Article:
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Startups Weekly: Remote-first SaaS products boom as workers stay home

Silicon Valley companies had already been going remote-first when the coronavirus became a global pandemic. This means there are lots of great software tools already on the market, that are seeing a huge amount of new usage now. And not just Zoom. Alex Wilhelm checked in with HiveIO, FridayFreeConferenceCallBrandliveKentikBluescapeLogMeIn, and other remote-oriented SaaS startups large and small to get the freshest data for Extra Crunch. Here’s what FreeConferenceCall reported back, for example:

United States and United Kingdom: +6%
India: around +10%
France and South Korea: +20%
Italy: +170%
China: +524%
Hong Kong: +1576%
Vietnam: +3836%

Next, check out Ron Miller’s look at what experts recommend right now (EC) if you’re trying to make the transition for your team or company.

We’ll have more analysis of great remote-first companies and investment areas coming up soon, as the working world goes through this abrupt transition to an already inevitable future. In the meantime, be sure to check out our existing coverage:

How to work during a pandemic (TC)

How we scaled Seeq by being remote first (EC)

How to make remote work work (EC)

Essential tools for today’s digital nomad (EC)

Remote workers and nomads represent the next tech hub (EC)

One final note: wondering why there’s no vaccine yet? Connie Loizos caught up with long-time healthcare investor Camille Samuels for TechCrunch. “The reason you hear about cancer and orphan diseases so much is that you can price high in those areas,” the Venrock partner explains. “In therapeutic areas where you can’t price high because there are already a bunch of generics on the market — pain, depression, other huge unmet needs — you don’t see as much innovation. It’s a matter of [businesses] following the incentives. With infectious disease, you’ve got this problem that maybe someone even a year ago predicted might become a problem, but when it’s a potential and not an actual problem, it’s hard to get investors to fund something like that.”

Three cofounders is the magic team number for pre-seed investors

What are the main characteristics of successful pre-seed fundings these days? Docsend, the document management company that thousands of founders use to share decks with investors, has a new report out that surveys recent pre-seed fundings to determine what success is looking like these days. Resident former VC Danny Crichton dug into the data — based on an anonymized survey of founder-users — and highlighted some surprising trends on TechCrunch. Here’s one: companies with larger founding teams were able to raise with fewer meetings, but the companies that averaged the largest raises per number of meetings have three cofounders.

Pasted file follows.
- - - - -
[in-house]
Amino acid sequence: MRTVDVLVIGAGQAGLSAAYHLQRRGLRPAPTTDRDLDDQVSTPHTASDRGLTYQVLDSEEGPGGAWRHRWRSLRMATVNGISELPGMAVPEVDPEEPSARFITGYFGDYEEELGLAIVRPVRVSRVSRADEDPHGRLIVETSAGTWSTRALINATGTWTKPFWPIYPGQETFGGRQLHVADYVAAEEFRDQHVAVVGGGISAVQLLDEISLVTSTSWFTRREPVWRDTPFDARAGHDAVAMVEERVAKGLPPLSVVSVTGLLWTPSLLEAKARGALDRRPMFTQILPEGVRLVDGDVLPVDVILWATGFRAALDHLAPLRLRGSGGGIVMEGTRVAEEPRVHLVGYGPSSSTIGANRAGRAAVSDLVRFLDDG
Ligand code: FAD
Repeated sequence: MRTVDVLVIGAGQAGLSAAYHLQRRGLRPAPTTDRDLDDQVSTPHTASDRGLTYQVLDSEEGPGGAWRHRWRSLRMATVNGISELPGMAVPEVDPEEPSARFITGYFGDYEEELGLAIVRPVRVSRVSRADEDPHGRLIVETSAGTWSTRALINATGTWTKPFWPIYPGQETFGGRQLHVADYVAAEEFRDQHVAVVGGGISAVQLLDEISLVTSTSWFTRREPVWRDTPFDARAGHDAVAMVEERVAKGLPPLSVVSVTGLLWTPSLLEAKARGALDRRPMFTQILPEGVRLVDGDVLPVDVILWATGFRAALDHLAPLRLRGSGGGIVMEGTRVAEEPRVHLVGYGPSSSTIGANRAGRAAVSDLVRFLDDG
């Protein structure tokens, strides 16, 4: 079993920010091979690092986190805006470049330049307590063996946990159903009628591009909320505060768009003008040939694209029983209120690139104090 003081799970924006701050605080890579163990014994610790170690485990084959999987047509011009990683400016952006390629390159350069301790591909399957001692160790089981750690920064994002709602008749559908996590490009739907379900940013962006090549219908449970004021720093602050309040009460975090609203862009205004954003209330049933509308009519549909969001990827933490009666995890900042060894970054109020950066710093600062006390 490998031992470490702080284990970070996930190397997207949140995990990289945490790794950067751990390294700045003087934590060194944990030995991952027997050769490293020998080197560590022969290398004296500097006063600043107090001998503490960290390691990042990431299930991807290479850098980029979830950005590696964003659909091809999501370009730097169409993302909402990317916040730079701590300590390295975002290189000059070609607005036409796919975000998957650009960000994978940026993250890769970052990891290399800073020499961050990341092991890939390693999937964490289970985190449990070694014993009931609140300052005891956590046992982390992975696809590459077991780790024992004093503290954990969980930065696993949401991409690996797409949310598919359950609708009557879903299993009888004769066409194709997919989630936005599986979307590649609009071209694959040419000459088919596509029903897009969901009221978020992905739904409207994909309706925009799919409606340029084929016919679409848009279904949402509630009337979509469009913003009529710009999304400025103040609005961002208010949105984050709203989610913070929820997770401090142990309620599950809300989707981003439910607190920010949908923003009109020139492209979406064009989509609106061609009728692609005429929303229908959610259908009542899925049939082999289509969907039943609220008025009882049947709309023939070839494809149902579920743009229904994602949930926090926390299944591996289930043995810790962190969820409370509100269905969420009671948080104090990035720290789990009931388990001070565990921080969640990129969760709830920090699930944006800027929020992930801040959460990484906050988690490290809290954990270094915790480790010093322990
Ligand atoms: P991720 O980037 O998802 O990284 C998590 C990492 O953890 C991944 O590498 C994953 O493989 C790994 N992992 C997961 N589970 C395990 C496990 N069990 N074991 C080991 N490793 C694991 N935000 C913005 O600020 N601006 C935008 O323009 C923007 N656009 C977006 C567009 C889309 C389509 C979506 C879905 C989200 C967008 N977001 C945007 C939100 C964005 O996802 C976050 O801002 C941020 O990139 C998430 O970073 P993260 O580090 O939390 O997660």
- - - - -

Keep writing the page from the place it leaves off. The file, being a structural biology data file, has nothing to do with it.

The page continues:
CEO and TechCrunch/Extra Crunch columnist Russ Huddleston also said that the quality bar for products appear to have gone up. “We used to say you could get funding with an MVPP (minimum viable PowerPoint),” he said, “but VCs are spending a significant amount of time looking at the product pages of successful decks, and really expect a level of product readiness that we didn’t see five years ago.”

A16z general partner Connie Chan talks the future of consumer tech (including remote-first bets) 

With a recent investment in virtual conferencing startup Run the World, Connie Chan is at the forefront of consumer investing trends as we know them today. She sat down with Connie (Loizos) for a wide-ranging interview on Extra Crunch, here are a few highlights:

On D2C: “It’s less specific almost about what the product is, but the market they’re going after, and what kind of margins you have to play with from a marketing standpoint.”